Today, bioplastics are mostly made of carbohydrate-rich plants such as corn, sugar cane or sugar beet – so-called food crops or first generation feedstock. First generation feedstock is currently the most efficient for the production of bioplastics, as it requires the least amount of land to grow and produces the highest yields.
The bioplastics industry is also researching the use of non-food crops (second and third generation feedstock), such as cellulose, with a view to its further use for the production of bioplastics materials. Innovative technologies are focussing on non-edible by-products of the production of food crops, which generates large amounts of cellulosic by-products such as straw, corn stover or bagasse that can be used to produce biopolymers.

Compostability is a clear benefit when plastic items are mixed with biowaste. The use of compostable plastics makes the mixed waste suitable for organic recycling (industrial composting and anaerobic digestion), enabling the shift from recovery to recycling.

Bio-based plastics can help to reduce the dependency on limited fossil resources, which are expected to become significantly more expensive in the coming decades.
Bio-based plastics are made from renewable sources instead of oil and that way gradually substitute fossil resources used to produce plastics with renewable resources (currently predominantly annual crops, such as corn and sugar beet, or perennial cultures, such as cassava and sugar cane).
Bio-based plastics also have the unique potential to reduce GHG emissions or even be carbon neutral. Plants absorb atmospheric carbon dioxide as they grow. Using plants (i.e. biomass) to produce bio-based plastics constitutes a temporary removal of greenhouse gases (CO2) from the atmosphere. This carbon fixation can be extended for a period of time by establishing ‘use cascades’, that means if the material is being reused or recycled as often as possible before being used for energy recovery. In energy recovery, the previously sequestered CO2 is released and renewable energy is being produced.
Another major benefit of bio-based plastics is their potential to ‘close the cycle’ and increase resource efficiency. Depending on the end-of-life option, this can mean:

• Renewable resources are used to produce bio-based, durable products that can be reused, mechanically recycled and eventually incinerated whereby renewable energy is being produced.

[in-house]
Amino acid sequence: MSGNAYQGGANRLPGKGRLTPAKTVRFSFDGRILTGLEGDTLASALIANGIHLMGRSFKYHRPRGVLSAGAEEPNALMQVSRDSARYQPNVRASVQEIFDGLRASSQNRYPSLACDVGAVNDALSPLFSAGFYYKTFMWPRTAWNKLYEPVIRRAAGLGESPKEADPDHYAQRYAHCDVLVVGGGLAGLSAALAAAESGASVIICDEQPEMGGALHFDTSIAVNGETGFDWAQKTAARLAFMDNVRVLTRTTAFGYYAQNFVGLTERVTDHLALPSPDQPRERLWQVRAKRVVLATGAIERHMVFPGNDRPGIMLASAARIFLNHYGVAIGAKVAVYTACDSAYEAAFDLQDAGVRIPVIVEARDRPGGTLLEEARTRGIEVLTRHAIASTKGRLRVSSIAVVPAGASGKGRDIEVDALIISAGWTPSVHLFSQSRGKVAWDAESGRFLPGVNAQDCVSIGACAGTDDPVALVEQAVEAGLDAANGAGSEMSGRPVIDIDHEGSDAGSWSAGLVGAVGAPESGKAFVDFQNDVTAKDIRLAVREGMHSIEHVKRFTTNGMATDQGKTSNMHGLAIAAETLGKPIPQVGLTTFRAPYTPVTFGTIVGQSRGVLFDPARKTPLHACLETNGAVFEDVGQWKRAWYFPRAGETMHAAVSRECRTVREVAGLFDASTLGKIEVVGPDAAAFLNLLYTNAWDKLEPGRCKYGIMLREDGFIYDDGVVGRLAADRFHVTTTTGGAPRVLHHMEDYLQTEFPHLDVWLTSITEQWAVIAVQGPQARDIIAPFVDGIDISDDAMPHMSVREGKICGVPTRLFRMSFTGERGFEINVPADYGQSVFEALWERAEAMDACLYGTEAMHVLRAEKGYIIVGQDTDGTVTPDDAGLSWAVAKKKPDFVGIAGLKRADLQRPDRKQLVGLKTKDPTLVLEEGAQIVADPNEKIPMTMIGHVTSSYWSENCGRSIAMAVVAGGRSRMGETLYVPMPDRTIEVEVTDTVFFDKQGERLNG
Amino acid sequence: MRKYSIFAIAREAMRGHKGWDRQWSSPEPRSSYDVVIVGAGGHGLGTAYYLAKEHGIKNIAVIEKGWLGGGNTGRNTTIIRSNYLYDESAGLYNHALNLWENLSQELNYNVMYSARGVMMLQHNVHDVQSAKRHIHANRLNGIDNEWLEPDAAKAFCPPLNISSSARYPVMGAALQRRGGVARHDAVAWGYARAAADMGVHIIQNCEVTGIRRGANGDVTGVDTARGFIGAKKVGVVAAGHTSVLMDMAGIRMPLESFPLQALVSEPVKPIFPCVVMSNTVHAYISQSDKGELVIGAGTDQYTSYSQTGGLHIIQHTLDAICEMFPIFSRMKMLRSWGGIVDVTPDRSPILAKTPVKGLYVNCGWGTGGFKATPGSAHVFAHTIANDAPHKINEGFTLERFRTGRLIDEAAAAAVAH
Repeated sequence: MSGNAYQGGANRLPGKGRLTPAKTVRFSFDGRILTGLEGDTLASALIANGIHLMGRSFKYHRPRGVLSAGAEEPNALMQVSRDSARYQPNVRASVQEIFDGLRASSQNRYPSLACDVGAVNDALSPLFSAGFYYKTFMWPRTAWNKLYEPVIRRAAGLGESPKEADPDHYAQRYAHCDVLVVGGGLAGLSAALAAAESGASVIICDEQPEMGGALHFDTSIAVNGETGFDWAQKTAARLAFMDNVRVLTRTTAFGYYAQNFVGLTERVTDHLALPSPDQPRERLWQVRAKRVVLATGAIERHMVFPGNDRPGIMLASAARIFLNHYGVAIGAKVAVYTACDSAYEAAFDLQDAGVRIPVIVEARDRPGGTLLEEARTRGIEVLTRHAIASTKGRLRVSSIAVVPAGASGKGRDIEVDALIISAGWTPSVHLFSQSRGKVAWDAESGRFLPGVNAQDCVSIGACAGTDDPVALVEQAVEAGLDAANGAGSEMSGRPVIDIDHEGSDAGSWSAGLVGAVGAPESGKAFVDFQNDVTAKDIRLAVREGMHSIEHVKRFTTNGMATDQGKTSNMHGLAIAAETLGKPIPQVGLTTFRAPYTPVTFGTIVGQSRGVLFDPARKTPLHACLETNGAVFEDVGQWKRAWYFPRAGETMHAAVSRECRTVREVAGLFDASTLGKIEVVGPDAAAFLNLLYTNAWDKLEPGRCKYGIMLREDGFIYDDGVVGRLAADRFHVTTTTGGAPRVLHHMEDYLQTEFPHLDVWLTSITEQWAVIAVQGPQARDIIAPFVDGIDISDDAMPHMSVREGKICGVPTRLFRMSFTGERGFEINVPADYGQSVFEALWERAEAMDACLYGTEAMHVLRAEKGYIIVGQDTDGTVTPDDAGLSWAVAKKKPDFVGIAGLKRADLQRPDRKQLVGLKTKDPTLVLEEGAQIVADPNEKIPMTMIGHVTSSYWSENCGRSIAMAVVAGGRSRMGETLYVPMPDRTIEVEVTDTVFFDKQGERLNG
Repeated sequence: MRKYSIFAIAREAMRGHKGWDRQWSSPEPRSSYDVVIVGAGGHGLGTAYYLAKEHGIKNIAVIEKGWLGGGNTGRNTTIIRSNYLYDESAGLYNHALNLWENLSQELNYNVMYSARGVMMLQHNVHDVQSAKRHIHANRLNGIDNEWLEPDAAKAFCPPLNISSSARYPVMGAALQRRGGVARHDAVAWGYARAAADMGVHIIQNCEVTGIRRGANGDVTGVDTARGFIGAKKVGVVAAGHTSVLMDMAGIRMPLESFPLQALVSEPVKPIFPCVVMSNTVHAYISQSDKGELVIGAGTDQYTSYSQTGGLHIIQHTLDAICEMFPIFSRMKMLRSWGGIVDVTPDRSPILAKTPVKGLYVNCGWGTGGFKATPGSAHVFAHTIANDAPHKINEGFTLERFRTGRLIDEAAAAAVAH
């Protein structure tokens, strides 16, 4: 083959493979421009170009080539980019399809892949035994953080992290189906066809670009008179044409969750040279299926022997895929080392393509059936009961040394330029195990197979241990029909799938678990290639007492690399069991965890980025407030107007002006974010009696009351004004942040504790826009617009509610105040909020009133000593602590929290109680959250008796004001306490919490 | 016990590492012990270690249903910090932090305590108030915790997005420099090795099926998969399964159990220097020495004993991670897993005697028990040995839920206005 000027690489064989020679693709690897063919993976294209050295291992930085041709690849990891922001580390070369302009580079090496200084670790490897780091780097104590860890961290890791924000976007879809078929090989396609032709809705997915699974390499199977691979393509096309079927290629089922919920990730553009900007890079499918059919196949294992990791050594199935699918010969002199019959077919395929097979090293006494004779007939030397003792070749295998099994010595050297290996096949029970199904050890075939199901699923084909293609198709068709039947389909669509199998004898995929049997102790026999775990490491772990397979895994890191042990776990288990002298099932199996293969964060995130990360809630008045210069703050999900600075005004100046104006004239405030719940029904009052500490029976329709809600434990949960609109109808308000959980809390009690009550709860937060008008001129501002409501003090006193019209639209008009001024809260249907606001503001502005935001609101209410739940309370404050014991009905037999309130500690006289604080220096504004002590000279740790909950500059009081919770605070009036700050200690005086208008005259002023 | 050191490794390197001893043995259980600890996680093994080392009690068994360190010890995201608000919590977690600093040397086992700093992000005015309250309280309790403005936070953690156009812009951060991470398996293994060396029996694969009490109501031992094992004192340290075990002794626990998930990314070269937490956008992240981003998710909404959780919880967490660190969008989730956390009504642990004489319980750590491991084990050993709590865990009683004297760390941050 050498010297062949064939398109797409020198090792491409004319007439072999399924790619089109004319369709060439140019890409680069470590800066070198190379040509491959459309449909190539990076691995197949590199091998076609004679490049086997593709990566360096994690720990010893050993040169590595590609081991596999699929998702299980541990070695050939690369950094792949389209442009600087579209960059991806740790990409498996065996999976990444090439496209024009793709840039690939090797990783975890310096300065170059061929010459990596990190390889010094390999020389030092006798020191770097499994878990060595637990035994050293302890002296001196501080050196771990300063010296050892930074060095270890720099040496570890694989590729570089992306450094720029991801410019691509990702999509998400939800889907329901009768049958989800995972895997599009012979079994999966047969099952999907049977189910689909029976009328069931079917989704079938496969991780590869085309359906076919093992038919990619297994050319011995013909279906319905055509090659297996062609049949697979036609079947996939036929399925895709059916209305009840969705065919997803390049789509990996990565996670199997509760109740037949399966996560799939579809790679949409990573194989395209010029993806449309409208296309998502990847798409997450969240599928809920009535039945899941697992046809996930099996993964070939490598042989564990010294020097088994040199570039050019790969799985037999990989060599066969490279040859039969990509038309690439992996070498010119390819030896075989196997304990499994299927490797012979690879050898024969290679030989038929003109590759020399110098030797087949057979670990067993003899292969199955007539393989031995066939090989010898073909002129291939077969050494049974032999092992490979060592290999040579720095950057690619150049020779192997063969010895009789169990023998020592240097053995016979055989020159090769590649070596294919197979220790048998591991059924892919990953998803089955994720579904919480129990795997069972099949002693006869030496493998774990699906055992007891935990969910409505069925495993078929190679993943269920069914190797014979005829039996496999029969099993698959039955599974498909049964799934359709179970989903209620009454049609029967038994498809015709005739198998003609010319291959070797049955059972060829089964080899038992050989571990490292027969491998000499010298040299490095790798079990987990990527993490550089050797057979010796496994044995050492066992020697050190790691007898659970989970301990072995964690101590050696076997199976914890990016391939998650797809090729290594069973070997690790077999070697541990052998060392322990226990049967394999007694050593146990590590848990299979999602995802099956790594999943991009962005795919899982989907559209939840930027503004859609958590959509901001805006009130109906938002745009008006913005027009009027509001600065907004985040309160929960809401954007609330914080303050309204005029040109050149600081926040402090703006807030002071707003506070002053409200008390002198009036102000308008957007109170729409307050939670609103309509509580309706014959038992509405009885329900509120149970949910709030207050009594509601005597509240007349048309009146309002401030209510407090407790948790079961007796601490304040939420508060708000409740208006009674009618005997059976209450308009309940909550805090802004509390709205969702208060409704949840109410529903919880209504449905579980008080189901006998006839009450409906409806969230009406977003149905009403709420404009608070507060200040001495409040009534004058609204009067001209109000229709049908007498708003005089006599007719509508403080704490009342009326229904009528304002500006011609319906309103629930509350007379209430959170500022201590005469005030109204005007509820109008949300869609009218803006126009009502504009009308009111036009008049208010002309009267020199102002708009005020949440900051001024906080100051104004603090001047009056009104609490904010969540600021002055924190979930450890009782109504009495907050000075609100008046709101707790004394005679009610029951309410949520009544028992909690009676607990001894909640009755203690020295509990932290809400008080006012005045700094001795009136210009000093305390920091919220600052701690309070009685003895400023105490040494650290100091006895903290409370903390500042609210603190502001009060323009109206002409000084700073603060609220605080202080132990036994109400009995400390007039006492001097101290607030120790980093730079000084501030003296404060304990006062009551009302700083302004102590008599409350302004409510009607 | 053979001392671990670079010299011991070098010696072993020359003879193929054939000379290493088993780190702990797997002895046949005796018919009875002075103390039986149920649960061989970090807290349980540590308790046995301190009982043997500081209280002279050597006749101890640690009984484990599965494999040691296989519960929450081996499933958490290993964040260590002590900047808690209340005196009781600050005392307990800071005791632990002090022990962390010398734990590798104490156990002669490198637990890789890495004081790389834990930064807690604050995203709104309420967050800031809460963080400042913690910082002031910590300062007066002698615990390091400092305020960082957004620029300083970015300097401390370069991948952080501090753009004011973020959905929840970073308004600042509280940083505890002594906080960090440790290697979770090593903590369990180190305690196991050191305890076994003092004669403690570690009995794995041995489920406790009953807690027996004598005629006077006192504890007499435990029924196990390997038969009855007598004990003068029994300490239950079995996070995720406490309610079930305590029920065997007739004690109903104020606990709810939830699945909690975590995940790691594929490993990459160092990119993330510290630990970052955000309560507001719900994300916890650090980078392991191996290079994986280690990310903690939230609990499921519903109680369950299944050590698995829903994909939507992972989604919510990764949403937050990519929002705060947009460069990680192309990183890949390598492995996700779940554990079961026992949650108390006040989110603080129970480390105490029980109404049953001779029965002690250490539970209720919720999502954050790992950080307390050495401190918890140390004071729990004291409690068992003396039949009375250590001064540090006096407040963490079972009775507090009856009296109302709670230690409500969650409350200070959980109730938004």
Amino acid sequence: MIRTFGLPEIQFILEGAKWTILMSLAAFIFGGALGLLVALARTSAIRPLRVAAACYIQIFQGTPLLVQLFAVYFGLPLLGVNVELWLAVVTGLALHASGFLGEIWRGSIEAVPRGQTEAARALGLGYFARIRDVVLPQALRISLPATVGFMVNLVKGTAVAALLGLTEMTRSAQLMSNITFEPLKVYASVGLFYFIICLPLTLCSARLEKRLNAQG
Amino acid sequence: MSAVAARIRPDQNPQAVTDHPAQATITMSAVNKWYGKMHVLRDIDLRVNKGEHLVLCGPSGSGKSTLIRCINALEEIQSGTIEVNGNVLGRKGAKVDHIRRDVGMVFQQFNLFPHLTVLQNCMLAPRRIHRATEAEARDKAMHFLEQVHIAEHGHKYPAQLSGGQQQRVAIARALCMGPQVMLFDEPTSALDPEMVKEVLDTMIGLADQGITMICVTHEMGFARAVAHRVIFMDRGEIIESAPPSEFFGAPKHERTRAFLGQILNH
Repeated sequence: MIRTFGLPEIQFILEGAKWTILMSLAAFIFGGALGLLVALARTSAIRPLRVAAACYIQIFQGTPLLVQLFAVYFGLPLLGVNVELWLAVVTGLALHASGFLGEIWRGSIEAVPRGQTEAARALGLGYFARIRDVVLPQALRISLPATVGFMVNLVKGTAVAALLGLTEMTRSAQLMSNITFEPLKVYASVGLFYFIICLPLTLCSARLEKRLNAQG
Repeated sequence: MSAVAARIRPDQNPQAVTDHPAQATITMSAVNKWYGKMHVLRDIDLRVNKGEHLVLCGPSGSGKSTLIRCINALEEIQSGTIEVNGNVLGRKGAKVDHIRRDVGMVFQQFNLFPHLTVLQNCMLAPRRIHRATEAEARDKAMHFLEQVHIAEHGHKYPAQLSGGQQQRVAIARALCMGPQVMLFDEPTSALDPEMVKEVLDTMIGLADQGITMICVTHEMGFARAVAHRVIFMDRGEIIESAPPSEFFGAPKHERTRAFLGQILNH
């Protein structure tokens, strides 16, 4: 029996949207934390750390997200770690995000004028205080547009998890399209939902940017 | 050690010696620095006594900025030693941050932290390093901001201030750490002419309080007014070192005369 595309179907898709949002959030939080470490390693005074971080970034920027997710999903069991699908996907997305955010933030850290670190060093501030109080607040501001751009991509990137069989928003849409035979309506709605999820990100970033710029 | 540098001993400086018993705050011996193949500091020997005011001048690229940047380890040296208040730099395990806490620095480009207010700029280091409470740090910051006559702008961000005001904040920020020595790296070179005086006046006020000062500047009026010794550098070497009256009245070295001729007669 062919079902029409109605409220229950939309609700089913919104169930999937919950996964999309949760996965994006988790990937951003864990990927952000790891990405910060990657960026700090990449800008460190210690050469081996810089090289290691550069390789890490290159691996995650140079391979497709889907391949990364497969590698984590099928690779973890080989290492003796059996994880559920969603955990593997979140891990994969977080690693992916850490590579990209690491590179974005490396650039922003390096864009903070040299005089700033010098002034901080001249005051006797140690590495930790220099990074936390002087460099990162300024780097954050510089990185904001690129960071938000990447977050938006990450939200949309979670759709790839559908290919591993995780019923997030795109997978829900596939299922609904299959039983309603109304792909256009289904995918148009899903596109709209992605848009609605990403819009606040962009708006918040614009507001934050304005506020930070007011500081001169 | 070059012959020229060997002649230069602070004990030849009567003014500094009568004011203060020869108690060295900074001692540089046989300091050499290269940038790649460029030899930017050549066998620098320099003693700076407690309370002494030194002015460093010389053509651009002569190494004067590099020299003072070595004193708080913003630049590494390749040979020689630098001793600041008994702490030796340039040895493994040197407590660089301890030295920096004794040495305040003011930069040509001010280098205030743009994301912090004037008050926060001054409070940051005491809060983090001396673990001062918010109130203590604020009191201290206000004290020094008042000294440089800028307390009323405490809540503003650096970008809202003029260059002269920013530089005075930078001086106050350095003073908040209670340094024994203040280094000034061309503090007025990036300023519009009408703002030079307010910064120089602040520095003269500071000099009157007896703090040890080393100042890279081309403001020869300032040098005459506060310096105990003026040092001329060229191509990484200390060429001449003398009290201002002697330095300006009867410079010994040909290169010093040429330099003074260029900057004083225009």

• Renewable resources are used to produce bio-based, biodegradable and compostable products that can be organically recycled (industrial composting and anaerobic digestion) at the end of a product’s life cycle (if certified accordingly) and create valuable biomass (humus) during the process. The humus can be used to grow new plants, thus closing the cycle.

Furthermore, plastics that are bio-based and compostable can help to divert biowaste from landfill and increase waste management efficiency.

Biodegradation is a chemical process in which materials are metabolised to CO2, water, and biomass with the help of microorganisms. The process of biodegradation depends on the conditions (e.g. location, temperature, humidity, presence of microorganisms, etc.) of the specific environment (industrial composting plant, garden compost, soil, water, etc.) and on the material or application itself.

So-called ‘oxo-biodegradable’ products are made from conventional plastics and supplemented with specific additives in order to mimic biodegradation. In truth, however, these additives only facilitate a fragmentation of the materials, which do not fully degrade but break down into very small fragments that remain in the environment.
Biodegradability is an inherent characteristic of a material or polymer. In contrast to oxo-fragmentation, bioplastics degrade to produces water, carbon dioxide, and biomass as end products.
Oxo-biodegradable materials do not biodegrade under industrial composting conditions as defined in accepted standard specifications such as EN 13432, ISO 18606, or ASTM D6400.

Bioplastics are a large family of different materials with widely varying properties.
Bio-based PE or bio-based PET can be mechanically recycled in established recycling streams.
Biodegradable and compostable plastics can be organically recycled (industrial composting and anaerobic digestion).
All bioplastics can also be treated in recovery streams (incineration and the production of renewable energy due to the bio-based origin).

Bioplastics are a diverse family of materials with differing properties. There are three main groups:

• Bio-based (or partially bio-based), durable plastics such as bio-based polyethylene (PE), polyethylene terephthalate (PET) (so-called drop-in solutions), bio-based technical performance polymers, such as numerous polyamides (PA), or (partly) bio-based polyurethanes (PUR);